I have a macro that I want to run on multiple subsets of a data source (a group-by field). I can set up the search manually to do this by using the append command, but i'd like to make this automatic and more efficient. For instance, I want to run something akin to the map command but that performs calculations on groups (multiple rows that share a common field).
The main reasons I want to do this is to avoid having to manually append searches for each group, but also for efficiency - I want to avoid having to go to the index and pull the data multiple times along with repeated calls to a lookup to get the group-by field. The current approach i'm taking is this:
index=test | lookup testLookup lookupField | search lookupGroup = "A" | `macrofnx' | append [ search index=test | lookup testLookup lookupField | search lookupGroup = "B" | `macrofnx' ] | append [ ...]
So it seems inefficient to have to manually do the index pull and lookup join just to get the subgroup by which to do the calculation. Ideally i'd want something like this functionality (where the groupBy command would send subsets of the data sequentially to the macrofnx and stitch them all together):
index=test | lookup testLookup lookupField | groupBy lookupGroup [`macrofnx']
Any thoughts on if there is a way to do something similar, and avoid having to make repeated calls to the index and lookup, would be appreciated.
So, in English, for each lookupField value, there is a line in the lookup table that contains some information, including up_range and lookupGroup
For the events that belong to each lookupGroup, you want to run the macro. Then you want each of the
stats lines at the end of each run of the macro to be output.
All you need is to update your macro with "by lookupGroup
in three places and run it once for the whole input. Here I assume that lookupGroup and up_range are the only fields that come from the lookup, and thatweight` field is on the events themselves.
index=test | fields lookupField weight | lookup testLookup lookupField | eval weight_low_val = if(weight=11, up_range, 100) | eval weight_new = if(weight=11, 0, weight) | eventstats sum(weight_new) as weight_sum by lookupGroup | eval wavg = (up_range*weight_new)/weight_sum | eventstats sum(wavg) as wavg_sum by lookupGroup | eval wavg_min_val = if(weight_low_val<wavg_sum, weight_low_val, wavg_sum) | stats min(wavg_min_val) as health_score by lookupGroup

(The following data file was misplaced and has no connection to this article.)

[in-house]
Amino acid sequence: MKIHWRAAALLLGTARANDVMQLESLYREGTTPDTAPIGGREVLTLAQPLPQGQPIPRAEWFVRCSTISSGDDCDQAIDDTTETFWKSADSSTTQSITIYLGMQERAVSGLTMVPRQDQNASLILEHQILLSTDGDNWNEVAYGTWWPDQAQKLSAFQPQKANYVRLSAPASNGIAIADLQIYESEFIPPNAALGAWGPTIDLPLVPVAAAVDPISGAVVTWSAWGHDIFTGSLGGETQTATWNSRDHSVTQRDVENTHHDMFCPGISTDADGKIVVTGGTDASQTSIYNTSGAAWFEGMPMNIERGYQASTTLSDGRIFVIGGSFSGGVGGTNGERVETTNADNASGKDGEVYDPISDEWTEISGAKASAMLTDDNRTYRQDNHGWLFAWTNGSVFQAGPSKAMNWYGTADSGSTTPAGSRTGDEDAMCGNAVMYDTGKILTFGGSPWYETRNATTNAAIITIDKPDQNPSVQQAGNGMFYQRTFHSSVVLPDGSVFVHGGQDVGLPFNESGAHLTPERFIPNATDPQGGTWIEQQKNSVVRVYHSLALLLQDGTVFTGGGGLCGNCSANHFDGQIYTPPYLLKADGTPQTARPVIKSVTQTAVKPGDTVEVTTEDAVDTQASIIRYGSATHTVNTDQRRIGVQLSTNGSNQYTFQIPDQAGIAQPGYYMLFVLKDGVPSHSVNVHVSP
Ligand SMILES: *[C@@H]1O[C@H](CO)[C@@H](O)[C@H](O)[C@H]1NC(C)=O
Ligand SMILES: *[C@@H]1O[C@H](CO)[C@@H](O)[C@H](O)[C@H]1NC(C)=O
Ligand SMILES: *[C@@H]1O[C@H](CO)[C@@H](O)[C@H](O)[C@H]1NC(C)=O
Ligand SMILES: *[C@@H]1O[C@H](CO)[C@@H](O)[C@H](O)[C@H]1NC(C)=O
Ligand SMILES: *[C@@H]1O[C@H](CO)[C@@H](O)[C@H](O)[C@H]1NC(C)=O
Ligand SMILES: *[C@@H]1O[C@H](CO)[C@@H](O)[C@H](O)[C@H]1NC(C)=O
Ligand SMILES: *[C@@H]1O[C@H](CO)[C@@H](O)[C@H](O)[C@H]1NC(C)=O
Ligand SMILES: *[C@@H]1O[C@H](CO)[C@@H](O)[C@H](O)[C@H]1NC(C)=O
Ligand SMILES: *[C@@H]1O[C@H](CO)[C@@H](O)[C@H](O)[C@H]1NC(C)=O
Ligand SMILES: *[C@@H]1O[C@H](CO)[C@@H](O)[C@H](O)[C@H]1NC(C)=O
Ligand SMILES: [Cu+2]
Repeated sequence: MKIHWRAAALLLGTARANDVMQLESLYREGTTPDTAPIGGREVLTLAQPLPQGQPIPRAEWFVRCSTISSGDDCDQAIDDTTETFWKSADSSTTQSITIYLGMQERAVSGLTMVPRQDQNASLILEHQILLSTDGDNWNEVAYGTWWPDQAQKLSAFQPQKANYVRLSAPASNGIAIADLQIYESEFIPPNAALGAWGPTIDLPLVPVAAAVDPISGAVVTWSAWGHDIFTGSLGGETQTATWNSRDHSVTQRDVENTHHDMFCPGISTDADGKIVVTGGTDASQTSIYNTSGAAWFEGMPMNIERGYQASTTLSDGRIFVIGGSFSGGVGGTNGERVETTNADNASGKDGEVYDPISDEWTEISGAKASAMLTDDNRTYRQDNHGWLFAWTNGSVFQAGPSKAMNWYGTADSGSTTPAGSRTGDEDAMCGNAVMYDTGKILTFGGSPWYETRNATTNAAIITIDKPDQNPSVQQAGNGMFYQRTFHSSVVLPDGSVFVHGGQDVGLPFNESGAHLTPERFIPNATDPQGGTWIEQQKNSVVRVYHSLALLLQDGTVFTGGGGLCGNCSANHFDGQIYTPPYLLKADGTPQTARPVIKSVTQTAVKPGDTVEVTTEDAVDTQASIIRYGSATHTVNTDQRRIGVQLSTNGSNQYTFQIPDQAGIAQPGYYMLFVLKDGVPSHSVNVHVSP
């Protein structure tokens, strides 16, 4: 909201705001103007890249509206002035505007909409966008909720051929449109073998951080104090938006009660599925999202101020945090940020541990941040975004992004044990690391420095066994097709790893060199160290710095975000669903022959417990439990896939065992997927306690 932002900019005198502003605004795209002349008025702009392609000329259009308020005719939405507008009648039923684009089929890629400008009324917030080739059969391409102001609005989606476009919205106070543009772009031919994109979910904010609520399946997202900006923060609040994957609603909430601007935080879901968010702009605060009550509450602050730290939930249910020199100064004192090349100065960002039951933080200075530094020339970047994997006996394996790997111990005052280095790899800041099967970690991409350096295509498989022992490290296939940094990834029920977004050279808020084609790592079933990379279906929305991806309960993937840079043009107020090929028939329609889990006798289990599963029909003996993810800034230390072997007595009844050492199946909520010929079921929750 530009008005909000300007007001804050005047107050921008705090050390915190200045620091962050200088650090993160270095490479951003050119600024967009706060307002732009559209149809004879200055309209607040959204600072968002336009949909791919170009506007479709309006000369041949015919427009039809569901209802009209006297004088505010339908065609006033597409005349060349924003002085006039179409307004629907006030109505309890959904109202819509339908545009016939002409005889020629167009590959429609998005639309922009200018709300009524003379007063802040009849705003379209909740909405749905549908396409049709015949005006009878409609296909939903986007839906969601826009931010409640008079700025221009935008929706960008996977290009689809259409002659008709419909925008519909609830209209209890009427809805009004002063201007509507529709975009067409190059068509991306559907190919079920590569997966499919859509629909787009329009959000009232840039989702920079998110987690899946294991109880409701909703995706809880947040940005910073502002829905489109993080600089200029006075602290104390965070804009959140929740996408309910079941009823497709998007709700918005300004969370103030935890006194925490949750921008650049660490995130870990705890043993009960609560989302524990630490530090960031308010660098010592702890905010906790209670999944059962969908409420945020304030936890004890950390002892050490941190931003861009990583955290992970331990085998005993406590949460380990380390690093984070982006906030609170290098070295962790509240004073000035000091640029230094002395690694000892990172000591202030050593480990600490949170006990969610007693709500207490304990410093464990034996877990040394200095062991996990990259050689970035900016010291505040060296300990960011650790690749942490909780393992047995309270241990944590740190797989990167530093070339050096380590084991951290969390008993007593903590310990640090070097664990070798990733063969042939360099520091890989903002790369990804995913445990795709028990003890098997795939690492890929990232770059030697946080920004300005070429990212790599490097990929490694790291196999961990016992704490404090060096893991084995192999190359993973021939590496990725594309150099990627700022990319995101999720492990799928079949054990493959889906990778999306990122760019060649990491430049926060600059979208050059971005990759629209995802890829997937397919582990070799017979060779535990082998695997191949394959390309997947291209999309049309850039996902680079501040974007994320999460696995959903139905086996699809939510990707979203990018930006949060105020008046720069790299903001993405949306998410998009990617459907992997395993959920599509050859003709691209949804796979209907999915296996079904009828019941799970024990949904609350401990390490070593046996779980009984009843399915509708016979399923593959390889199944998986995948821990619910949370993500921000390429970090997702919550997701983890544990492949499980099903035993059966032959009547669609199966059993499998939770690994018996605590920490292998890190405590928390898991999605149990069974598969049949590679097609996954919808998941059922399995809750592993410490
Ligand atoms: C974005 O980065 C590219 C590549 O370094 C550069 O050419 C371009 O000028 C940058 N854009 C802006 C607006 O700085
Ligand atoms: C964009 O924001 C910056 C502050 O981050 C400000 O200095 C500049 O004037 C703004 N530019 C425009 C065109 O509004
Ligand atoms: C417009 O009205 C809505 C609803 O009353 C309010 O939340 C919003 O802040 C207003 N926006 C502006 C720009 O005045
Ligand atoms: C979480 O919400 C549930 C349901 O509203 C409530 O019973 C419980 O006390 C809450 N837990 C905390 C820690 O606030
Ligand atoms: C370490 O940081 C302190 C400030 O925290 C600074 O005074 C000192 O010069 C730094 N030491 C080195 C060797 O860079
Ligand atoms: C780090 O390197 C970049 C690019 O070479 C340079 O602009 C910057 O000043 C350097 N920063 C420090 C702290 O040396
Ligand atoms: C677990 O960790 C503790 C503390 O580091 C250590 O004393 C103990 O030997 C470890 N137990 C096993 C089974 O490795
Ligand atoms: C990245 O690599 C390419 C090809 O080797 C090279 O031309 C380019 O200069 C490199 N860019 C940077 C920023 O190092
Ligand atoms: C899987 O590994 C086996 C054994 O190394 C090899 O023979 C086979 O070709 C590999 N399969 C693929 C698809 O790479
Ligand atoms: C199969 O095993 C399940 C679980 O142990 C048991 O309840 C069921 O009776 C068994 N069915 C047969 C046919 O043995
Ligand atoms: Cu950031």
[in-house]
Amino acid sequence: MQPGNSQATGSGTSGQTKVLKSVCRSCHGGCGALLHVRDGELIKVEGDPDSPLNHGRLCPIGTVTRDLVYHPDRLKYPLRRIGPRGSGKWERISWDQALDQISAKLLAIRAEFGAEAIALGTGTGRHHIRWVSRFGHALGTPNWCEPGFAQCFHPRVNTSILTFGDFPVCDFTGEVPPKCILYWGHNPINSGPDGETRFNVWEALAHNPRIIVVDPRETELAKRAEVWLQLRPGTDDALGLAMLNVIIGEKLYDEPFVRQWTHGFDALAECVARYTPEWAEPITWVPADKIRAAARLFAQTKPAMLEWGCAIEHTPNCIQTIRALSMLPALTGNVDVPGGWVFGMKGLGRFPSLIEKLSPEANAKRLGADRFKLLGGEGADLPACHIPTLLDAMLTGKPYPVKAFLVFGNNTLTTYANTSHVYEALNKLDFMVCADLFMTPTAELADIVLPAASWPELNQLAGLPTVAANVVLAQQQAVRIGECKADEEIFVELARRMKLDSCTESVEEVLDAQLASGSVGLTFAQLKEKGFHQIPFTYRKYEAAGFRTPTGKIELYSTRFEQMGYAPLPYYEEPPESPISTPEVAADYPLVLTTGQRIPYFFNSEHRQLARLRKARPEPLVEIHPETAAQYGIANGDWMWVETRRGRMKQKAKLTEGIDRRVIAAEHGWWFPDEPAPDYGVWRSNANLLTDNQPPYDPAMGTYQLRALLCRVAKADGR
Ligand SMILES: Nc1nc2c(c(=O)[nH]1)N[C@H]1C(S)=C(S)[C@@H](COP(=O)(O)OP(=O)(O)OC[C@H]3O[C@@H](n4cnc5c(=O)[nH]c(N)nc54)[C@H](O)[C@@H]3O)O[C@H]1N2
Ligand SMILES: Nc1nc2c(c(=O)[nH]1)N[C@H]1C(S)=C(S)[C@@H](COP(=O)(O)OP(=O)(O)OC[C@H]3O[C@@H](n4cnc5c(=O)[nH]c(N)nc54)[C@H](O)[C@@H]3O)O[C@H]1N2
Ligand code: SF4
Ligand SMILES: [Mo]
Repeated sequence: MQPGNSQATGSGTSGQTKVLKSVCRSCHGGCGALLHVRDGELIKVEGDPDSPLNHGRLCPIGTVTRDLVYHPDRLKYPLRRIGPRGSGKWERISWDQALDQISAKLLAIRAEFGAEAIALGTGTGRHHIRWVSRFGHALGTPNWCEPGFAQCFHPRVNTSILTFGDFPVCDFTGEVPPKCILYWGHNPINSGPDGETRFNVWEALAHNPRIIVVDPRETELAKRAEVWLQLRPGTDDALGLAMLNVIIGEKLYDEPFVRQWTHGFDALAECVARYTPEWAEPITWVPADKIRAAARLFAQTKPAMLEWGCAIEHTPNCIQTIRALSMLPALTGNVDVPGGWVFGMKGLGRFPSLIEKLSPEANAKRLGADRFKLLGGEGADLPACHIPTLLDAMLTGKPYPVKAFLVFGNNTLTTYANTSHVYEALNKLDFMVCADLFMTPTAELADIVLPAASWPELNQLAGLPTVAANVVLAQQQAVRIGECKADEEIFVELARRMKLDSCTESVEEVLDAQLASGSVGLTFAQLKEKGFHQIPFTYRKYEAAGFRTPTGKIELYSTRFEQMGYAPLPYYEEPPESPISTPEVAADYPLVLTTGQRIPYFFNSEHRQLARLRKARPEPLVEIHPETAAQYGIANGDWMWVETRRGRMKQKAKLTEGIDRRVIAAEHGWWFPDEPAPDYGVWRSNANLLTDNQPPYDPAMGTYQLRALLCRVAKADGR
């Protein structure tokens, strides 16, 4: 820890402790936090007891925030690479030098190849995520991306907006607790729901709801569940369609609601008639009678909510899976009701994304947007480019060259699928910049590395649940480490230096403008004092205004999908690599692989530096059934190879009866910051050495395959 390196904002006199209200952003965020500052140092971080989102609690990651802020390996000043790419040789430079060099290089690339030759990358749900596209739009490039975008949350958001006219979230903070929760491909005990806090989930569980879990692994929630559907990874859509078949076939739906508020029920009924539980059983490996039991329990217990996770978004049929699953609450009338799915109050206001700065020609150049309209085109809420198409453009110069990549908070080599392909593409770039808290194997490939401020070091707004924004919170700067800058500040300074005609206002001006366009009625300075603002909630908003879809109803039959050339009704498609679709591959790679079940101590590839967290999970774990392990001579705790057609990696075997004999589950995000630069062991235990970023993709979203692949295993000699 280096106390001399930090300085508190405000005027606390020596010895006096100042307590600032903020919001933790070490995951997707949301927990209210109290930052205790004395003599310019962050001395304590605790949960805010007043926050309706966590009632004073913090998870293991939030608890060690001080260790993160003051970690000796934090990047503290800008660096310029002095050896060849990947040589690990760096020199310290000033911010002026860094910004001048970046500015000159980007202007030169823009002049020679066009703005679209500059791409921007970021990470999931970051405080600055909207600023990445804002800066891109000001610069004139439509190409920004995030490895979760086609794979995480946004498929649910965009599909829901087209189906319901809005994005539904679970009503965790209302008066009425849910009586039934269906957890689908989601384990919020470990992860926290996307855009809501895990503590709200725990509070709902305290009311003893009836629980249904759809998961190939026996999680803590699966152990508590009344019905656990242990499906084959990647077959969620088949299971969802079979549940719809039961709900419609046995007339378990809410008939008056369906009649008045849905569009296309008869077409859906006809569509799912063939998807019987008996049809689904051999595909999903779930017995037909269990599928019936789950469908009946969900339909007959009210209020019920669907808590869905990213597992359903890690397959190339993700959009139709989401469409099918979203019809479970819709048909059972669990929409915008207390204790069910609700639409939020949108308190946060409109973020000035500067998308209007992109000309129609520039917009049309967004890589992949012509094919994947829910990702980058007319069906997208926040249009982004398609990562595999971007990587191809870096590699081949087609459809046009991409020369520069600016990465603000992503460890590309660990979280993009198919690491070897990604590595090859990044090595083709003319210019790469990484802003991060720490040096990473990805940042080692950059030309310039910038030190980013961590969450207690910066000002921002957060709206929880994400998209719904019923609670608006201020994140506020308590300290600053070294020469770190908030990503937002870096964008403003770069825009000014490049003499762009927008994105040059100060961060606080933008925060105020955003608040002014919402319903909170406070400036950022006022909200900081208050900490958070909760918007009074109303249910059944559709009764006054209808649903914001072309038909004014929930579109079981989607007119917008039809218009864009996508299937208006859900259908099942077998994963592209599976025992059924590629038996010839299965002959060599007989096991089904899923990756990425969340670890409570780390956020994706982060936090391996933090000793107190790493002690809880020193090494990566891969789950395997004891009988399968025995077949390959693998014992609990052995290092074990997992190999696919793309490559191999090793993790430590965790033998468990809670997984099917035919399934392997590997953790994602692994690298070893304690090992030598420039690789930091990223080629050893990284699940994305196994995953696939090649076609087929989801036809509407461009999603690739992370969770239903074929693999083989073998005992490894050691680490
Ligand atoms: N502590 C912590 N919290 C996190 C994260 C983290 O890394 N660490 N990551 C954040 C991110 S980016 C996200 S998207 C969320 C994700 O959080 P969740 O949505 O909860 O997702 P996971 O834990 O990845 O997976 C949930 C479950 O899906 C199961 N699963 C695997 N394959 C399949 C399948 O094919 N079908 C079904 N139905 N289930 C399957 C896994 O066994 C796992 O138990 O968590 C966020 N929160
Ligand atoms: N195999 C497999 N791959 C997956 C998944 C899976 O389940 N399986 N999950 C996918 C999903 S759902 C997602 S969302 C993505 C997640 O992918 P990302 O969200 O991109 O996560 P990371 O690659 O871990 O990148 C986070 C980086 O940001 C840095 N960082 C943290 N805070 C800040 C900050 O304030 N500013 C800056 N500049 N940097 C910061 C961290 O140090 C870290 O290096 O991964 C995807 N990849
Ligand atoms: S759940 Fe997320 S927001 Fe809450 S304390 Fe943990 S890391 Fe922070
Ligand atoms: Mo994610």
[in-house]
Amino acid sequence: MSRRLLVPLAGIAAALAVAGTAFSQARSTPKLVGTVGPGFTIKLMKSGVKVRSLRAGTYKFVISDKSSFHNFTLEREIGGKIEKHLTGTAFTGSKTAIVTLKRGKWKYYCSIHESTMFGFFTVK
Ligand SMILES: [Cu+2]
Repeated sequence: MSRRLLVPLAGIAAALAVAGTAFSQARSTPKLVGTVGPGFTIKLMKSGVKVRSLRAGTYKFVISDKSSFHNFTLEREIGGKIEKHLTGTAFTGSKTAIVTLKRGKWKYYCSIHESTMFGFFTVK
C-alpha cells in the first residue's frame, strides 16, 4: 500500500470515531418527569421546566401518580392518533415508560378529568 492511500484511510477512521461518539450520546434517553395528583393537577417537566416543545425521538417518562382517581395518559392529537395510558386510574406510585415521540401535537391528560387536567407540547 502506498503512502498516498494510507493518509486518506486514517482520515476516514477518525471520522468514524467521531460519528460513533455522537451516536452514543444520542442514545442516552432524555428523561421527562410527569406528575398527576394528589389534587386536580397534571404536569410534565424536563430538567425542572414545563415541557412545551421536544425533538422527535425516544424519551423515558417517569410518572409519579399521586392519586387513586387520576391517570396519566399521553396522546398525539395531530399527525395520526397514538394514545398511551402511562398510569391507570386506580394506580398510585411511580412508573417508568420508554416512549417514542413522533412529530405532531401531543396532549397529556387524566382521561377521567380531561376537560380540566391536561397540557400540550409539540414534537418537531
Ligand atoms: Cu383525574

The above code would accomplish the same thing as the macro run against the individual groups... but we are not certain the original macro code was correct. We are especially suspicious of the calculation between the two
eventstats commands. However, if the original code was correct, this will produce the same output in one pass.
I don't know what your macro does, but at a first sight you could simplify your search inserting in the macro other components of your search
| lookup testLookup lookupField and also
| search lookupGroup = "A" passing a parameter to the macro (A or B).
Every way think to group your search and manage different cases with a search similar to the following:
index=test | lookup testLookup lookupField | eval groupby=if(lookupGroup="A",field1,field2) | stats count by groupby
If you share your macro, maybe I could help you more.
Hi Giuseppe, thanks for the reply. Below is the macro:
eval weight_low_val = if(weight=11, up_range, 100) | eval weight_new = if(weight=11, 0, weight) | eventstats sum(weight_new) as weight_sum | eval wavg = (up_range*weight_new)/weight_sum | eventstats sum(wavg) as wavg_sum | eval wavg_min_val = if(weight_low_val<wavg_sum, weight_low_val, wavg_sum) | stats min(wavg_min_val) as health_score
I thought of a different way to simplify it using map so I don't need to do the append, e.g.:
| inputlookup testLookup | top 10 lookupField | map [ search index=test | lookup testLookup lookupField | search lookupGroup=$lookupGroup$ | `macrofnx` ]
Note: the macro just calculates a weighted average to replicate how health scores are calculated in ITSI (this is all so we can compute health scores for subsets of the KPIs within a service, e.g. an infrastructure health score, an application health score).